” Drowning is one experience that I can not discuss, and I do not think explanations suffice if you would like to know how it feels. All I remember is this.
I was on top of an inflatable tube (like a raft shape) and was wading my method into the middle while nobody was looking. Suddenly, I don’t understand how it occurred, however the next moment I knew, I was drowning. The only things I keep in mind definitely are that I was not able to breathe, since water was entering my nose and mouth rapidly, and consequently my lungs. Even as a child, I understood, that I had to remain above water, to be able to breathe again. And I was flailing my hands to remain above water, hoping I might bring my face above the surface area, but I wasn’t very successful at it. Then I started decreasing and didn’t have anymore thoughts.
There was no ‘I should push my feet on the bottom and try to come up,’ or ‘The color of the water is so blue.’ I simply blacked out. I don’t keep in mind anything from this indicate the point where the lifeguards were trying to get the water out of my lungs, and I choked it out. My parents were pretty frightened, I didn’t process the thing as too severe at that time, I do not understand why.”
No Discomfort, Just Convenience
An incident throughout “ undersea walking” in Thailand:
” I don’t understand whether it’s since I’m naturally fidgety, or because my rotten luck and the turbulent seawater concurrently conspired against me, however my helmet somehow got tilted backwards and some of the water was available in, into my mouth and nostrils. I stressed and began whipping my body, and the helmet came off totally.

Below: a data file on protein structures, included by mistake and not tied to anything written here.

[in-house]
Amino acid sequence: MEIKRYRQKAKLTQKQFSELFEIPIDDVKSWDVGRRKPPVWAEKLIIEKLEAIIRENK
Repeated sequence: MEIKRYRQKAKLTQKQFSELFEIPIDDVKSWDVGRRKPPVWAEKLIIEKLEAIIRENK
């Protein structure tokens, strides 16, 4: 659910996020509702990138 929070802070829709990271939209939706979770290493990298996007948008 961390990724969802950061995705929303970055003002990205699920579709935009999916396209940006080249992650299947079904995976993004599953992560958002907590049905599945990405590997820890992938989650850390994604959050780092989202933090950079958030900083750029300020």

The first three seconds were as follows: My body started to float upwards. My mouth was open, and my throat totally contracted. My body was distorted in an awkward posture; my torso was arched forward, my limbs were flowing backward, and my eyes were gazing directly, although I could not sign up anything I was seeing. I heard my sibling (who was next to me in the chain) scream my name through her helmet.
After the three seconds passed, I started to frantically flail my limbs, and my head had 2 simultaneous, continuous thoughts:
- breathe out very, extremely small amounts of air
- go straight upwards
My mouth was open, and I was discharging discreet, minuscule quantities of air through my esophagus, shopping as much time as I might before I ran out of air. I might feel my flailing slowly take my body upwards. I had to endure. I had to in some way reach the surface and make it through. I didn’t want to pass away.